"allTodoItems",
            this.todoTable.CreateQuery());
    }
    catch (MobileServicePushFailedException exc)
    {
        if (exc.PushResult != null)
        {
            syncErrors = exc.PushResult.Errors;
        }
    }

    // Simple error/conflict handling. A real application would handle the various errors like network conditions,
    // server conflicts and others via the IMobileServiceSyncHandler.
    if (syncErrors != null)
    {
        foreach (var error in syncErrors)
        {
            if (error.OperationKind == MobileServiceTableOperationKind.Update && error.Result != null)
            {
                //Update failed, reverting to server's copy.
                await error.CancelAndUpdateItemAsync(error.Result);
            }
            else
            {
                // Discard local change.
                await error.CancelAndDiscardItemAsync();
            }

            Debug.WriteLine(@"Error executing sync operation. Item: {0} ({1}). Operation discarded.", error.TableName, error.Item["id"]);
        }
    }
}

Service Layer - Owin Configuration

The Service Layer uses Owin which should be familiar, if it is not it is super easy to use

1
2
3
4
5
6
7
8
9
10
11
12
13
14
15
16
17
18
19
20
21
public static void ConfigureMobileApp(IAppBuilder app)
{
    HttpConfiguration config = new HttpConfiguration();

    //For more information on Web API tracing, see http://go.microsoft.com/fwlink/?LinkId=620686 
    config.EnableSystemDiagnosticsTracing();

    // this is the configuration code you need to setup the Service layer
    new MobileAppConfiguration()
        .UseDefaultConfiguration()
        .ApplyTo(config);

    // Use Entity Framework Code First to create database tables based on your DbContext
    // for the purposes of our discussion this is just initializing Entity Framework, doesn't
    // really have a bearing on the azure mobile app service except it's name
    Database.SetInitializer(new AzureMobileAppServiceDemoInitializer());

    // To prevent Entity Framework from modifying your database schema, use a null database initializer
    // Database.SetInitializer<AppDbContext>(null);

    MobileAppSettingsDictionary settings = config.GetMobileAppSettingsProvider().GetMobileAppSettings();

Service Layer - Entities

All the entities we create with Entity Framework should inherit from EntityData which implement ITableData which are important to remember. This is how the Azure tooling recgonizes our Entities

TodoItem.cs

1
2
3
4
5
6
public class TodoItem : EntityData
{
    public string Text { get; set; }

    public bool Complete { get; set; }
}

EntityData.cs

1
2
3
4
5
6
7
8
9
10
public abstract class EntityData : ITableData
{
    protected EntityData();

    public string Id { get; set; }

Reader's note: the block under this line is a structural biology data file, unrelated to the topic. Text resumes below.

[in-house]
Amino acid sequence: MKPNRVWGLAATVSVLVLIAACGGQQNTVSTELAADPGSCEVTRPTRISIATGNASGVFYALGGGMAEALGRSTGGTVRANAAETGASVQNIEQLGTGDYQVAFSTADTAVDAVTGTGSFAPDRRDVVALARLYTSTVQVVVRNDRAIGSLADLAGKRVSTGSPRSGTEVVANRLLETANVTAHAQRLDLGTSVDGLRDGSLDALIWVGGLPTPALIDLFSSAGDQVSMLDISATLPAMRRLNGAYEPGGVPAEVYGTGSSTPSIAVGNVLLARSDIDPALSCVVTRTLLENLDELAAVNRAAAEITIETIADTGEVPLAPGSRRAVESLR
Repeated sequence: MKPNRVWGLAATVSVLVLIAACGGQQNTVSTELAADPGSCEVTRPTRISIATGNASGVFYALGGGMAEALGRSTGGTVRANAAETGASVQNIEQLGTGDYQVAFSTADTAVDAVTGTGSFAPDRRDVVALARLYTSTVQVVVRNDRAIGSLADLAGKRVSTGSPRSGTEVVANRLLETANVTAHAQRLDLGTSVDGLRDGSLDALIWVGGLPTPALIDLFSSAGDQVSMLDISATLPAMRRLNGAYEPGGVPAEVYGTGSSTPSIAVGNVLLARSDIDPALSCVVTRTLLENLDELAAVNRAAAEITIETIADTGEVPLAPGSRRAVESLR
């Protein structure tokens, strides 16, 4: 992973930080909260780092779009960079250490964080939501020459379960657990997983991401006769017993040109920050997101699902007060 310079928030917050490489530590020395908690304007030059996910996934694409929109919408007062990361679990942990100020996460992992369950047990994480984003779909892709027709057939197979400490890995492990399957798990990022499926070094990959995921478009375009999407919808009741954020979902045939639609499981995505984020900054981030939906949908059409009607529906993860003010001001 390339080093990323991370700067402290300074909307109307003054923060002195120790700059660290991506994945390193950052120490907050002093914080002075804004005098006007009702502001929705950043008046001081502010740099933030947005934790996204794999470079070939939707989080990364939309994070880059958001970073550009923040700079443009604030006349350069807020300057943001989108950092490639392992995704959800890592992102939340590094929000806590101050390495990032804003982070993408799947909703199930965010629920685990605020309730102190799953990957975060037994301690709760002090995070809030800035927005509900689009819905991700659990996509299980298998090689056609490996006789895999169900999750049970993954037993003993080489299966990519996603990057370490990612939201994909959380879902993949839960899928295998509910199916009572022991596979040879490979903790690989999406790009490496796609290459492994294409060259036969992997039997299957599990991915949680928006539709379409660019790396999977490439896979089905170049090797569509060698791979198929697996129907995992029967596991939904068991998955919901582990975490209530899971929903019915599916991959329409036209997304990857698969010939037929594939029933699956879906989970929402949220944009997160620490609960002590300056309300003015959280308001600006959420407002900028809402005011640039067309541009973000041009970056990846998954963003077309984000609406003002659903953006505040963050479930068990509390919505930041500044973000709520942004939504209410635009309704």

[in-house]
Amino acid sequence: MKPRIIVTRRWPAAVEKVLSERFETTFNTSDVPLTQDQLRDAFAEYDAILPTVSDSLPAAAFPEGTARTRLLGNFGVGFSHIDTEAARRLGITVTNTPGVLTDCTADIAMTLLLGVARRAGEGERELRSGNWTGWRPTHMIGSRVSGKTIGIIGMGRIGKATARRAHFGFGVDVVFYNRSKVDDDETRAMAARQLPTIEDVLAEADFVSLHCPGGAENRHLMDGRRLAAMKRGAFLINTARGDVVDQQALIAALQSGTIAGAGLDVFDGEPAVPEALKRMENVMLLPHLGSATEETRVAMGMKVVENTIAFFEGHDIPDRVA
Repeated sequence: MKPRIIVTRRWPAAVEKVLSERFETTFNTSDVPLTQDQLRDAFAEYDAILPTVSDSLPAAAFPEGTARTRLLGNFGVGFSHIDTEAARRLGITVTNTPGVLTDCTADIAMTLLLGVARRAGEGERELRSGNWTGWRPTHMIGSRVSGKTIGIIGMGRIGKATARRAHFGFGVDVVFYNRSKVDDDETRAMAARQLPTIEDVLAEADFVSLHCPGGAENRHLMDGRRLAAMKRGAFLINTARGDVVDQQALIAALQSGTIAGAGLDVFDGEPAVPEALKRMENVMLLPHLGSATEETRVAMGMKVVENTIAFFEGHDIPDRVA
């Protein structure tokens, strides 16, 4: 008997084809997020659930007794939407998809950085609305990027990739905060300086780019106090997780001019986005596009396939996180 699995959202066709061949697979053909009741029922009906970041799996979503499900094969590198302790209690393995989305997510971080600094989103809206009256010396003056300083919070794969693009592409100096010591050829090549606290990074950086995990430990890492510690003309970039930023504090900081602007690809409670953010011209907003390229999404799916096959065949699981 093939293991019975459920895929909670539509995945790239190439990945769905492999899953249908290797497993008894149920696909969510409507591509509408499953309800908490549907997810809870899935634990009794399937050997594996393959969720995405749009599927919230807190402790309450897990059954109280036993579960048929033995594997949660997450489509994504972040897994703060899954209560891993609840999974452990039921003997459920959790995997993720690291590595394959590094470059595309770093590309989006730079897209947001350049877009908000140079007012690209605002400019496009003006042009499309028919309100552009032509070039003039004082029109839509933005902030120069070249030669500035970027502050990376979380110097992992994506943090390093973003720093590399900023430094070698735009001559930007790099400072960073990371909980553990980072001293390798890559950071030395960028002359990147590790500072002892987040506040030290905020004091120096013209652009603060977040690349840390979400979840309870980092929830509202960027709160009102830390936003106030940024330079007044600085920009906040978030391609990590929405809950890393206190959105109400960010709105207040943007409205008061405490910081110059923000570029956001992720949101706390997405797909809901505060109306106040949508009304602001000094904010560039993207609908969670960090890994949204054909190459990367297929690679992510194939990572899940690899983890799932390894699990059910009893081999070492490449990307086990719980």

public byte[] Version { get; set; }
    public DateTimeOffset? CreatedAt { get; set; }
    public DateTimeOffset? UpdatedAt { get; set;}
    public bool Deleted { get; set; }
}

Service Layer - Controller Initialization

  • Mobile Apps use the TableController<T> which provides the necessary hooks for offline sync and other features of Mobile Apps.
  • Most of the code here is pretty standard for what you would see in an OData controller
1
2
3
4
5
6
7
8
9
10
11
public class TodoItemController : TableController<TodoItem>
{
    protected override void Initialize(HttpControllerContext controllerContext)
    {
        base.Initialize(controllerContext);
        AppDbContext context = new AppDbContext();
        DomainManager = new EntityDomainManager<TodoItem>(context, Request);
    }

    // ...
}

Service Layer - Controller OData Calls

Leveraging the TableController<TodoItem> API we can now handle our basic CRUD operations to retrieve our data and send it back up the pipe.

1
2
3
4
5
6
7
8
9
10
11
12
13
14
15
16
17
18
19
20
21
22
23
24
25
26
27
28
29
30
31
32
33
34
35
public class TodoItemController : TableController<TodoItem>
{
    // ...

    // GET tables/TodoItem
    public IQueryable<TodoItem> GetAllTodoItems()
    {
        return Query();
    }

    // GET tables/TodoItem/48D68C86-6EA6-4C25-AA33-223FC9A27959
    public SingleResult<TodoItem> GetTodoItem(string id)
    {
        return Lookup(id);
    }

    // PATCH tables/TodoItem/48D68C86-6EA6-4C25-AA33-223FC9A27959
    public Task<TodoItem> PatchTodoItem(string id, Delta<TodoItem> patch)
    {
        return UpdateAsync(id, patch);
    }

    // POST tables/TodoItem
    public async Task<IHttpActionResult> PostTodoItem(TodoItem item)
    {
        TodoItem current = await InsertAsync(item);
        return CreatedAtRoute("Tables", new { id = current.Id }, current);
    }

    // DELETE tables/TodoItem/48D68C86-6EA6-4C25-AA33-223FC9A27959
    public Task DeleteTodoItem(string id)
    {
        return DeleteAsync(id);
    }
}

Follow Up

We have covered the important parts of setting up Azure Mobile App Services and Offline Sync

There are APIs in Azure Mobile App Services that simplfy these common problems

  • Authentication
  • Push Notification